Continuing from my previous blog post regarding one of Serbia’s most historical monasteries, later that same day my son and I drove right beside one of the countries largest archeological site’s I had seen in my life.
As an armchair enthusiast of Roman History, I spent a good couple of years dedicated to reading almost everything that I could during that period of time, so when I had a chance to drop by and visit the famous Felix Rumuliana, it was an opportunity that I couldn’t pass up.
If you look on Wikipedia, the entire archeological site is called Gamzigrad, which is a UNESCO World Heritage site that is the location of a series of ancient Roman palaces and temples called Felix Rumuliana, which was built by Emperor Galerius.
Early explorers first thought that site was a military camp, but later found out that it was an Imperial palace for a Roman emperor himself. In case you’re wondering, the place was named in memory of Galerius’s mother, Romula. The palace continued to exist until the Huns plundered it in the mid 5th century, and over the next few hundred years faded into obscurity until it was found again, much to the delight of history and archeology enthusiasts across the globe.
“Gamzigrad is one of the most magnificent monuments of the past…one of the largest and best-preserved monuments of Roman architecture in Europe.”
-F. Kanitz, according to Discover Southeast Serbia
With armed with some of the historical knowledge in mind, here are some of the pictures I took of the site. I had more luck this time then I did with Ravanica, as I was allowed to photograph the insides of the surviving ruins, although there wasn’t that much to picture in the first place – the most interest parts of the site was outside.
I also have to quickly mention that the weather for the trip was excellent, especially when we were traveling throughout the countryside.
This is one of my favorite pictures, although it doesn’t show off to much of the site itself. With the spectacular scenery of the countryside, clouds, and blue sky in-between the two walls, it’s a beautiful shot.
Here’s another picture showing off more of the surrounding countryside, along with more of the peripheral ruins. If you look closely, you will notice some of the walls has been refurbished. An interesting fact is that the same stone used to build this complex thousand of years ago was mined from the hills in the surrounding region, so when archaeologists came to fix up the wall, they used the same rock that was right nearby to preserve historical accuracy.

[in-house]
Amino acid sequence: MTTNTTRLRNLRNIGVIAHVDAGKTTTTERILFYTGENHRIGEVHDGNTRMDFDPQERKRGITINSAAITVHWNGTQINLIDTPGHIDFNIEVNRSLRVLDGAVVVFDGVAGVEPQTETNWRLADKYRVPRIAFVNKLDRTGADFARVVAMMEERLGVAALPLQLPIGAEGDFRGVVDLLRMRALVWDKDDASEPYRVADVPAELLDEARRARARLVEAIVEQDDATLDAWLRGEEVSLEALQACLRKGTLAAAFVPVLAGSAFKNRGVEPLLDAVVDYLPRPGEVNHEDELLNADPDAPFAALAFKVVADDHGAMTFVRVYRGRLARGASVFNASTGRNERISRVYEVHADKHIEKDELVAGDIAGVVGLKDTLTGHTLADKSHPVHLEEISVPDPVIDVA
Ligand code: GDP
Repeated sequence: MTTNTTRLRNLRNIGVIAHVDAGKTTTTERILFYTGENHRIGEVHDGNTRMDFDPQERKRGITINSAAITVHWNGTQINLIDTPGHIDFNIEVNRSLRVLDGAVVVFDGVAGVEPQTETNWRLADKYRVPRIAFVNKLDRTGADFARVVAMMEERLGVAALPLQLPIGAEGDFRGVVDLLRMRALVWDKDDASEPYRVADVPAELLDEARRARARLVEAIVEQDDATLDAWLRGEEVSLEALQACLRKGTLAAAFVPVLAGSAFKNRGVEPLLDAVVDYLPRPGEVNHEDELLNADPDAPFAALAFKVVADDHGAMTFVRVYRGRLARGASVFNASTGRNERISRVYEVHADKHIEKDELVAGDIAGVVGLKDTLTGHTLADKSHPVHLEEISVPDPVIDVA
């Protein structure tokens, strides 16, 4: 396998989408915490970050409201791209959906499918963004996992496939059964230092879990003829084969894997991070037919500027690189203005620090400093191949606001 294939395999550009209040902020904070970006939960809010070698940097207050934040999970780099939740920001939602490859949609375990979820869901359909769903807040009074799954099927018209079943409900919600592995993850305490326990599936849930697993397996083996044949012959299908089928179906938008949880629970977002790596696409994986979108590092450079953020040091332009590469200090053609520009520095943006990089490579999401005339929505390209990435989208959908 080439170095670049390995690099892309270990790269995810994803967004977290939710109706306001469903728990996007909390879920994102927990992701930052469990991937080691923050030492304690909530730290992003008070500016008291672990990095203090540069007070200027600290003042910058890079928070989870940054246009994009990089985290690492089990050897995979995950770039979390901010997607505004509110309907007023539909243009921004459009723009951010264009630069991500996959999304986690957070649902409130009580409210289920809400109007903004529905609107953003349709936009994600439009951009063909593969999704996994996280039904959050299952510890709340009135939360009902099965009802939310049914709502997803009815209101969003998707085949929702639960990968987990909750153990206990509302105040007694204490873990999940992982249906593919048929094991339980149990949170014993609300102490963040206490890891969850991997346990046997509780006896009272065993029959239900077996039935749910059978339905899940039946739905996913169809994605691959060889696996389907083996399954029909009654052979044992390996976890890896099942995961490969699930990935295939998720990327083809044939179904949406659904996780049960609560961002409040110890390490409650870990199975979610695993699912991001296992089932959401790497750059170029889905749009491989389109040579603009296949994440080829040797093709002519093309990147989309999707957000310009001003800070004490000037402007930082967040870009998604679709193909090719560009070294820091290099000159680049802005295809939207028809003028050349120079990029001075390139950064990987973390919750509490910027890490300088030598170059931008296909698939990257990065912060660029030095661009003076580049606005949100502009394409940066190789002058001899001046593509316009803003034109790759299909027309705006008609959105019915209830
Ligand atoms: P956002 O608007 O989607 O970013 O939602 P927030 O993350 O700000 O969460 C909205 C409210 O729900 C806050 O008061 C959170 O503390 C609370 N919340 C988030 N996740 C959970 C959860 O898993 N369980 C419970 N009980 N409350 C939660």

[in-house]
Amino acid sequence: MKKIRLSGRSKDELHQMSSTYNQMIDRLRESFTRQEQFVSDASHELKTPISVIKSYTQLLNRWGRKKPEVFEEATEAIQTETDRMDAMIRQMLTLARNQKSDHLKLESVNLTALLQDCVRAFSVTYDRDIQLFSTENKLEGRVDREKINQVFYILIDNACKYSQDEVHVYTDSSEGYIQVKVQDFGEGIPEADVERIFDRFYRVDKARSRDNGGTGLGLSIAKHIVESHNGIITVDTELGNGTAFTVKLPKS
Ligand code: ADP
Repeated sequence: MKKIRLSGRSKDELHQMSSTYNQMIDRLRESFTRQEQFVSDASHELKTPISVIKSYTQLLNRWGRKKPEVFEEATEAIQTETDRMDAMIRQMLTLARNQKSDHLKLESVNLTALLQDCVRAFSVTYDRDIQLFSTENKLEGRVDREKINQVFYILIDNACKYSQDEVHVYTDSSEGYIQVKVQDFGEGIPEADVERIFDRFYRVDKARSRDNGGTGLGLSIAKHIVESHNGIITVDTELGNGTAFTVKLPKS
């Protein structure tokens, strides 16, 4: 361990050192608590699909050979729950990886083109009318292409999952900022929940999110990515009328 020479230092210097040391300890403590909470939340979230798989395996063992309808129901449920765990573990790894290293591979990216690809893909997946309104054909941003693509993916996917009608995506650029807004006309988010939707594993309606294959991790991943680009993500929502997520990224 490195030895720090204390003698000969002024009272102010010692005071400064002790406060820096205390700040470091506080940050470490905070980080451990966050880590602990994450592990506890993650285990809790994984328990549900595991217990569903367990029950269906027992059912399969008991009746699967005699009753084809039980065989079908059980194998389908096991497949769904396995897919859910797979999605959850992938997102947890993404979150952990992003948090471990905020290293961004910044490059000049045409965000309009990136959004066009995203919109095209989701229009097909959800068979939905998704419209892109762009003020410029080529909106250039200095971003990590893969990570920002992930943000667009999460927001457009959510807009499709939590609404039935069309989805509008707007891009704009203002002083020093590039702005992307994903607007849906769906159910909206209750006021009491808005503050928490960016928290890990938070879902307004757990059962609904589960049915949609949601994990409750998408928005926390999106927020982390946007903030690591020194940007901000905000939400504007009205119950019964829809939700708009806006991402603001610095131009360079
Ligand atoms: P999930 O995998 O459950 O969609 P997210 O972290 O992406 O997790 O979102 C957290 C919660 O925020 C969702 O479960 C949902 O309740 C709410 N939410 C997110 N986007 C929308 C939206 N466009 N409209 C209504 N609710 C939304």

Now here is a beautiful, classic picture of the heart of the ruins itself. These pillars are some of the oldest surviving columns in ancient architectural history. Aside from the beautiful Serbian sky and clouds, this picture has excellent composition. Even looking at the tops of the pillars, we can draw a diagonal line leading up to the largest and most complete pillar. This little aspect of visual geometry helps make the pillars, the central aspect of the shot, stand out even more.
It’s paralleled by the bottom of the courtyard, which has another long diagonal line running in the opposite angle from the top of the pillars. If you follow the lines from the center outward, it almost looks like it’s trailing off in the distance. These lines help guide our eyes to the most essential part of the picture. Although in many ways you can’t control the angle of the buildings itself, you can control the angle that you shoot, which allows you to setup these critical factors in your pictures.
I still took most of my pictures with a black and white lens, and here we have one of my favorite examples from the session. This closeup picture of the ruined tower allows us to see a lot of the detail of the millennia-old bricks, which lends some aspect of the character to the picture.
Ravanica and Felix Romuliana are two of the most notable tourist sites in the Serbian countryside, and although I was there once when I was younger, it was nice to be able to see it all again, especially with my son alongside me.
Until next time,